MILFORD — Locally renowned holiday decorator Jeff Van Winkler didn’t let suspected vandalism to his handmade decorations stop his holiday spirit from lighting up the neighborhood.
“If anything, it made me want to do it more,” he said. “It intrigued me to push even harder.”
Van Winkler, who goes all out every year for Halloween and Christmas, said he was starting to unpack his winter decorations from the shed just before Thanksgiving when he noticed that more than 40 wires had been snipped.
Some of the wire sets were salvageable, he said, while others had to be discarded. Van Winkler said the police told him nothing could be done except document the vandalism.
When Milford Mayor Brian Pokorny launched a GoFundMe campaign to help Van Winkler to restore his displays, the Grove Street resident told him it wouldn’t be necessary.
“My wife and I are financially well-off — we’re not rich, but we’re comfortable with our money,” Van Winkler said. “I don’t need people donating money to me; I’m OK financially.”
Van Winkler said he used the funds to purchase surveillance cameras for his property and re-donated the remainder to the Milford Food Bank and the Susquehanna SPCA.
Van Winkler said he was touched by the community’s outpouring of generosity and support, especially after what had been a tough year.
The centerpiece of this year’s display is a rainbow thanking essential workers, listed by occupation on ornaments hanging from flanking Christmas trees: doctors, nurses, firefighters, paramedics, truck drivers, sanitation workers and restaurant staff.
“This is my favorite this year, by far,” Van Winkler said.
The display has a personal significance: his daughter, Kaitlyn, works as a physician’s assistant in Virginia.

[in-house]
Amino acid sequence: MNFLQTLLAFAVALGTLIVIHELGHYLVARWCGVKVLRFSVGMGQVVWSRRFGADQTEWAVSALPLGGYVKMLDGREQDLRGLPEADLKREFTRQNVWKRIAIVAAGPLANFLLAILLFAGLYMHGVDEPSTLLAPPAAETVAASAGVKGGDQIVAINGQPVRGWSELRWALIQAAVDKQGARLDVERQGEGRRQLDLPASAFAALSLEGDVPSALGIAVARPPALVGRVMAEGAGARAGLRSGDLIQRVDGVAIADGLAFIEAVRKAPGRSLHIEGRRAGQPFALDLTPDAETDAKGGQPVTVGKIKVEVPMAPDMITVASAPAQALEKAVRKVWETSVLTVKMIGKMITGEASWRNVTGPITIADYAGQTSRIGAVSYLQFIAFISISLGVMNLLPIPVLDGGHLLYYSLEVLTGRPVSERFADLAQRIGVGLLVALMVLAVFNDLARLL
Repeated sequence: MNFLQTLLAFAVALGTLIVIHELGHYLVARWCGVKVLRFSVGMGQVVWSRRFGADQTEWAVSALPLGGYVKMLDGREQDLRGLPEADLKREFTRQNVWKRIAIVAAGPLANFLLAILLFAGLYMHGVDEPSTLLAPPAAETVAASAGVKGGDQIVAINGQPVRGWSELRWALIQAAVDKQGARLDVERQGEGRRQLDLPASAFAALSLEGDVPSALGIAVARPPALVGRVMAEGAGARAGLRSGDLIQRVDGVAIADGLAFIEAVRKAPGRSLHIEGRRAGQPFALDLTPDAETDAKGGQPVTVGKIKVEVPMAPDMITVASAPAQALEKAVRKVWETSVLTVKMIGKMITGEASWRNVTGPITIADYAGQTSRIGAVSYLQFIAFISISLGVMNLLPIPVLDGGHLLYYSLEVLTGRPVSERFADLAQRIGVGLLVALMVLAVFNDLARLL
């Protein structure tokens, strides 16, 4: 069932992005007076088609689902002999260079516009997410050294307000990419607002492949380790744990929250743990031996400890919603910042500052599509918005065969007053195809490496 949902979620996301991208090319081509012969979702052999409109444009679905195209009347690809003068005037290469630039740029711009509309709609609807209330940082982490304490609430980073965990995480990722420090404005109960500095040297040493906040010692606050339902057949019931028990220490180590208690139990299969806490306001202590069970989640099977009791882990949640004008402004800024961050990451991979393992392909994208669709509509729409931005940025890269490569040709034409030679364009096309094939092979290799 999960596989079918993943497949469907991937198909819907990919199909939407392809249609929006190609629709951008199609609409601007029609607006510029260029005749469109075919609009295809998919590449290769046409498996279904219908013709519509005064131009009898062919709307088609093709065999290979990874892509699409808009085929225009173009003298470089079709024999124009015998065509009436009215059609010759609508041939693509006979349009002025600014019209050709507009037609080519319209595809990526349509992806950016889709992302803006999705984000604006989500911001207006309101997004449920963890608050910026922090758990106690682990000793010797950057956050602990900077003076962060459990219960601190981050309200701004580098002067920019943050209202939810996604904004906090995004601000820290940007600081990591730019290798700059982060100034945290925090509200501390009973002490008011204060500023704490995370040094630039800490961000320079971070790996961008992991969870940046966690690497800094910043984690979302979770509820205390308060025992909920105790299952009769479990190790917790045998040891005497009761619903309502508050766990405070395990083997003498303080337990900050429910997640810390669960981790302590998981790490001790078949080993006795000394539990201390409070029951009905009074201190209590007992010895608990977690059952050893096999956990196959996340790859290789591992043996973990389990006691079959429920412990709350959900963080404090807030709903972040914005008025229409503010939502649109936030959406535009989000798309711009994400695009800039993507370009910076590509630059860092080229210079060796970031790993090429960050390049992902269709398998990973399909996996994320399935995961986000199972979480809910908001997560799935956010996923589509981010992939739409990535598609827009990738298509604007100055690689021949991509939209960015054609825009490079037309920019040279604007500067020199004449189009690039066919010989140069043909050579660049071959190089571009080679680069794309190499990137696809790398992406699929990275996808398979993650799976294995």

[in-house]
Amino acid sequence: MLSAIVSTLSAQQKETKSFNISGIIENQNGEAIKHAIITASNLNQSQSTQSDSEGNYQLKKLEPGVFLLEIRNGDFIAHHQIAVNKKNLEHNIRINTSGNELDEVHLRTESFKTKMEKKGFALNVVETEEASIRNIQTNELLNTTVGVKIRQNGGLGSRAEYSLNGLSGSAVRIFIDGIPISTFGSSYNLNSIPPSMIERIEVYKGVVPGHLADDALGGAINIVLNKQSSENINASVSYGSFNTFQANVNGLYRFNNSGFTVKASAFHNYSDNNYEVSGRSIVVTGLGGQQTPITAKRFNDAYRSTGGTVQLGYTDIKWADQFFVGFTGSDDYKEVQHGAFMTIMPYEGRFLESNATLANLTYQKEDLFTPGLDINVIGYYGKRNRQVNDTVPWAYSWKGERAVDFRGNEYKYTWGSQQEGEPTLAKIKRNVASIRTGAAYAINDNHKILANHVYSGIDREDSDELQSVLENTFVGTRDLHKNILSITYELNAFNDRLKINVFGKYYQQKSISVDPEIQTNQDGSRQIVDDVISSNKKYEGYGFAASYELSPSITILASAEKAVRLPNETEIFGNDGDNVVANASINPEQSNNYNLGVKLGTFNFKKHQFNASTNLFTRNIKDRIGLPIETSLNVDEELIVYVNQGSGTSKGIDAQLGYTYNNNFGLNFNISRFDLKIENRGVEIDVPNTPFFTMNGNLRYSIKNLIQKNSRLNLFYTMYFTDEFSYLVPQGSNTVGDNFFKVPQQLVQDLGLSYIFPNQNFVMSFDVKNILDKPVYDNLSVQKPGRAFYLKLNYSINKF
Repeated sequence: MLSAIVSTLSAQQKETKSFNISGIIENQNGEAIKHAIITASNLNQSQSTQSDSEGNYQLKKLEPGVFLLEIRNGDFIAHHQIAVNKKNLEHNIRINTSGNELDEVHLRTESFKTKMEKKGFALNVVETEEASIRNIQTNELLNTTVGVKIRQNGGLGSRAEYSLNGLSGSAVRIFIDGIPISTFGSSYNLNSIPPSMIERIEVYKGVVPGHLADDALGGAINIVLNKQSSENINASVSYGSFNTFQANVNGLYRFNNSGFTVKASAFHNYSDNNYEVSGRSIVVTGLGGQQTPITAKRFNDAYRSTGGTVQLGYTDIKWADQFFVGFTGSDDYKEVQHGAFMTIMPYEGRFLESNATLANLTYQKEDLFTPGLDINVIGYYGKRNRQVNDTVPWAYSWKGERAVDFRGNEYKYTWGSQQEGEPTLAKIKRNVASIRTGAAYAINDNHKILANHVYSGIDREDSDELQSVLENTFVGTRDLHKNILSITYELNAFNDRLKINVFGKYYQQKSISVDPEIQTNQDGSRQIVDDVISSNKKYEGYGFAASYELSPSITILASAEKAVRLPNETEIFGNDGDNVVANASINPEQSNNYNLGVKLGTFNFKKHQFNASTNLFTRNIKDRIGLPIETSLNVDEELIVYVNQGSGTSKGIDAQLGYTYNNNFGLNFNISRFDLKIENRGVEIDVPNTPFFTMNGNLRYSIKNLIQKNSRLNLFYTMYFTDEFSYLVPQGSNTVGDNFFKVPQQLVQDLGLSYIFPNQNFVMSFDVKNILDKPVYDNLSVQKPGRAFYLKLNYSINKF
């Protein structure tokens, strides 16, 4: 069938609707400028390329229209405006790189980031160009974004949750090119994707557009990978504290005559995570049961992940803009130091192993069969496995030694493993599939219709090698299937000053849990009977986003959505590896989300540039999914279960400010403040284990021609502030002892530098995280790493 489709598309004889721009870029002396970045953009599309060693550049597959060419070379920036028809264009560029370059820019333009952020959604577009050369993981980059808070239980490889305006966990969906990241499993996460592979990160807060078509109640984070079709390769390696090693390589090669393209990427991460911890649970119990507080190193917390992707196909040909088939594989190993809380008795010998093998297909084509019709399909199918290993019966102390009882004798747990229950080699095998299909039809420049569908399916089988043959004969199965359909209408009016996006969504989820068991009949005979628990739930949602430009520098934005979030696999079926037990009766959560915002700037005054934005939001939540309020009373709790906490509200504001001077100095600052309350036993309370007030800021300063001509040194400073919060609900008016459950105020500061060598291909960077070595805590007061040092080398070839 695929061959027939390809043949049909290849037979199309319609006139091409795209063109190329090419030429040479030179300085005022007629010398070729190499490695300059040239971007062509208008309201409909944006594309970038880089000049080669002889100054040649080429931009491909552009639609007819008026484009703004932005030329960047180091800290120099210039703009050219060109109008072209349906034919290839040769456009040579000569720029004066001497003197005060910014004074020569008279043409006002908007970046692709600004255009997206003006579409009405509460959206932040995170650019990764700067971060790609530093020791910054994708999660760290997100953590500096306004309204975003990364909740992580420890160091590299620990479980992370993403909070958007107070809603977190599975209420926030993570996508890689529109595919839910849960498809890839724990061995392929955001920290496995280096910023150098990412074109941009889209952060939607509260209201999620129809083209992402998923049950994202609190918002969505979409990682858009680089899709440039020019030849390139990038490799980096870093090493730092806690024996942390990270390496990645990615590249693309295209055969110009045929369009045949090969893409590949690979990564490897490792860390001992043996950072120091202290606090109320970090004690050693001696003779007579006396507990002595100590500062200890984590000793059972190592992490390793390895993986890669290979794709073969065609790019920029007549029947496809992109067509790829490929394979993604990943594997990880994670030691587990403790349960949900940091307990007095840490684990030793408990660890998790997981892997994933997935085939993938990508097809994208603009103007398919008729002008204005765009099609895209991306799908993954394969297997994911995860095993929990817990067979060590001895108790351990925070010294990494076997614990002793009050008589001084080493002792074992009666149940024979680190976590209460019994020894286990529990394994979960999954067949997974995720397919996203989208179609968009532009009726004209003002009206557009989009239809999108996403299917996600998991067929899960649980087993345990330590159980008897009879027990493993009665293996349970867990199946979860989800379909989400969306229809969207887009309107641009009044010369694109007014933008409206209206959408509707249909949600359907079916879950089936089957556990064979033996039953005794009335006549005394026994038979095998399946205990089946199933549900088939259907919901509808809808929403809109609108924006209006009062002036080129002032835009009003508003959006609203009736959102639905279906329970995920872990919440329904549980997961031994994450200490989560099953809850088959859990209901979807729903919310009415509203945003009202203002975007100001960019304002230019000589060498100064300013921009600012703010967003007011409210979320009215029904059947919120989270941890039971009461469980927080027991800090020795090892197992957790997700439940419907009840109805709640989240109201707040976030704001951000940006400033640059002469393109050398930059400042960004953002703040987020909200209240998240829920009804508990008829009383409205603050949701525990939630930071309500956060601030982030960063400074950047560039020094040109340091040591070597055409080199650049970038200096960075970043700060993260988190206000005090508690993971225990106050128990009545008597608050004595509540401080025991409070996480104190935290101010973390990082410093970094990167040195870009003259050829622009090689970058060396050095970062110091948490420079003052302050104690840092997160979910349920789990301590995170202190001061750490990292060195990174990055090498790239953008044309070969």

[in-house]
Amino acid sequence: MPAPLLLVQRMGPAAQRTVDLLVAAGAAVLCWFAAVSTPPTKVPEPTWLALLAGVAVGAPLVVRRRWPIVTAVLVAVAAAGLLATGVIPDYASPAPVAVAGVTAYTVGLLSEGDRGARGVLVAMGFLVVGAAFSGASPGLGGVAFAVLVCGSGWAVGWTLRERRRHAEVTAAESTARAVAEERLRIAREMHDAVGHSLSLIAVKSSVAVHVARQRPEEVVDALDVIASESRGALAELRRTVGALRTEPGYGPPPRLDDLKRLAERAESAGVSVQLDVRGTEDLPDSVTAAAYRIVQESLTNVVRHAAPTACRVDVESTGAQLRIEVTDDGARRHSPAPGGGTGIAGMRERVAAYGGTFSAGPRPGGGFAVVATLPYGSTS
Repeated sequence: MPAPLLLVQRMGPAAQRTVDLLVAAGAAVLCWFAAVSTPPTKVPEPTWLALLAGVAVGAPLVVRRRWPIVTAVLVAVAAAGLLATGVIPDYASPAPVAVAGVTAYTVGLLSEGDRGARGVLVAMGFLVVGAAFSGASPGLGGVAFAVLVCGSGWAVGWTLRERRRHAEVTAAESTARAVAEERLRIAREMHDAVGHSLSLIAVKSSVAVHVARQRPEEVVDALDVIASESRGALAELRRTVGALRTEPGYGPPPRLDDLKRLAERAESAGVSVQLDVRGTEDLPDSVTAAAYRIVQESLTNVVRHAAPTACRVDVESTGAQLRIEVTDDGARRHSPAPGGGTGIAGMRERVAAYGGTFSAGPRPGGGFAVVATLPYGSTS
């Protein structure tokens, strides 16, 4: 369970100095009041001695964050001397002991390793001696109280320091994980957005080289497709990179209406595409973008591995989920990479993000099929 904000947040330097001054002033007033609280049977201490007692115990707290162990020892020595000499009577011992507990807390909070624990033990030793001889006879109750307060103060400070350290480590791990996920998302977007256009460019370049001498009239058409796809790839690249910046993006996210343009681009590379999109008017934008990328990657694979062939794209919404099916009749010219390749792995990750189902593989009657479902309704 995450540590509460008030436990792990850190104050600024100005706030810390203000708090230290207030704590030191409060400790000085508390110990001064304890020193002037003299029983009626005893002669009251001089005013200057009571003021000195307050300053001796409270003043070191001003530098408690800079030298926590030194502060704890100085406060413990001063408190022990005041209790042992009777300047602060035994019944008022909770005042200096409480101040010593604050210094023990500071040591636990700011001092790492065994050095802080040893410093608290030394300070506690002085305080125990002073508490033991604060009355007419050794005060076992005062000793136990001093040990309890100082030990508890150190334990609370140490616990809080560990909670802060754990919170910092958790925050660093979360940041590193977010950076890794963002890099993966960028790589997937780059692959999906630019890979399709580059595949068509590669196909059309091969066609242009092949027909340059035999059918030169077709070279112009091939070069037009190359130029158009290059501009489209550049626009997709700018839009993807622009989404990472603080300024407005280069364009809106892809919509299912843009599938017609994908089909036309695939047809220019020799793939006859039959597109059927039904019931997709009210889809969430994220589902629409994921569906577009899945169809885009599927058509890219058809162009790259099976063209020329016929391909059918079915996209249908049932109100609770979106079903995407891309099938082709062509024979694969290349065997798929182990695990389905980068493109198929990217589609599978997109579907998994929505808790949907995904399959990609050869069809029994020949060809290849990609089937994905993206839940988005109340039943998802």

The winter wonderland features several different themed exhibits: cutout frogs hold up numerical scores as they judge the ice skating of an elf, wired to twirl from a tree above the fake frozen pond. A small carousel spins near the gingerbread village. A Christmas-themed train passes by the Grinch and a droopy-eyed puppy with a wagging tail powered by a windshield wiper.
Dead trees harvested from the nearby woods that displayed dismembered hands and feet for the Halloween season are now trimmed with garland, icicles and ornaments, and a sprawling spiderweb features Tim Burton’s characters from “The Nightmare Before Christmas:” Jack Skellington, Sally, Oogie Boogie and an inflatable version of the mayor from Halloweentown.
The figures are each cut by hand using a jigsaw and painted, Van Winkler said.
“Because of how meticulous I am — I’m very meticulous, I guess you’d call it OCD — it takes a long time to set things up,” Van Winkler said. “I add to it every year, and every year I try to make it different.”
Instead of his usual “Snow-K Corral” — a play on the O.K. Corral gunfight of 1881 — that featured snowmen wearing cowboy hats and pointing hairdryers at each other, this year Van Winkler set up the “Corona Games,” the COVID-era version of reindeer games. Rudolph is posed mid-dunk with a snowball in hand as the reindeer take on the snowmen on the basketball court.
“When it comes to Christmas decorating, I try to be different from other people,” Van Winkler said. “Everybody has their traditional Christmas stuff, and I like to try to mix it up.”
Christmas was not always such a merry affair in the Van Winkler home. His father, Fred Van Winkler, passed away Christmas Day in 2003.
“When the kids were growing up, I didn’t do much decorating around the house or anything,” Van Winkler said. “After my dad died, I kind of got into the old Grinch mood, but then I finally decided I’m going to decorate to the hilt. I’m going to do as much as I possibly can for my dad. Every year I try my hardest.”
Also new this year is a series of projection displays showing Santa walking through the house, elves hard at work on this year’s batch of toys, a waddling snowman and the silhouette of Santa’s sleigh passing in front of the moon.
Van Winkler said he surveyed his Facebook friends to see if his display was getting to be “too much,” to which his fans resoundingly responded they wanted more.
“Kids come here and I can hear them admiring it — I just love it. It just makes my smile bigger and bigger,” he said. “I’m very much a kid myself. I never want to grow up.”
Van Winkler’s display at 18 Grove St. in Milford is lit up every night from 4 to 11 p.m. until mid-January.
Sarah Eames, staff writer, can be reached at email@example.com or 607-441-7213. Follow her @DS_SarahE on Twitter.